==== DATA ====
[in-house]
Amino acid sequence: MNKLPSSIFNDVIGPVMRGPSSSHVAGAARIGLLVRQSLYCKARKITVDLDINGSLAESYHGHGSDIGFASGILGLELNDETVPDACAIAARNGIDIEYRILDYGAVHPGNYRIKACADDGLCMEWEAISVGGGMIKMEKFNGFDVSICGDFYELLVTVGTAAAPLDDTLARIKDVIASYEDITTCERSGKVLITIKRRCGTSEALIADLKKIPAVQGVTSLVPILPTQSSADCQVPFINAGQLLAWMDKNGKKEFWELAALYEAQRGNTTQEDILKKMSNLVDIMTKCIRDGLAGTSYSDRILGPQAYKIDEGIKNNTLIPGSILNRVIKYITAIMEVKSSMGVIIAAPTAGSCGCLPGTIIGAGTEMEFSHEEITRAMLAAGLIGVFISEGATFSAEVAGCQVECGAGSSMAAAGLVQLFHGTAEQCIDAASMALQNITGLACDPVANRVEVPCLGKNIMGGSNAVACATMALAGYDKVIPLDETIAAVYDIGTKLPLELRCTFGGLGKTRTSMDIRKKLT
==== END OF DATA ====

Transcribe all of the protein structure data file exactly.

[in-house]
Amino acid sequence: MNKLPSSIFNDVIGPVMRGPSSSHVAGAARIGLLVRQSLYCKARKITVDLDINGSLAESYHGHGSDIGFASGILGLELNDETVPDACAIAARNGIDIEYRILDYGAVHPGNYRIKACADDGLCMEWEAISVGGGMIKMEKFNGFDVSICGDFYELLVTVGTAAAPLDDTLARIKDVIASYEDITTCERSGKVLITIKRRCGTSEALIADLKKIPAVQGVTSLVPILPTQSSADCQVPFINAGQLLAWMDKNGKKEFWELAALYEAQRGNTTQEDILKKMSNLVDIMTKCIRDGLAGTSYSDRILGPQAYKIDEGIKNNTLIPGSILNRVIKYITAIMEVKSSMGVIIAAPTAGSCGCLPGTIIGAGTEMEFSHEEITRAMLAAGLIGVFISEGATFSAEVAGCQVECGAGSSMAAAGLVQLFHGTAEQCIDAASMALQNITGLACDPVANRVEVPCLGKNIMGGSNAVACATMALAGYDKVIPLDETIAAVYDIGTKLPLELRCTFGGLGKTRTSMDIRKKLT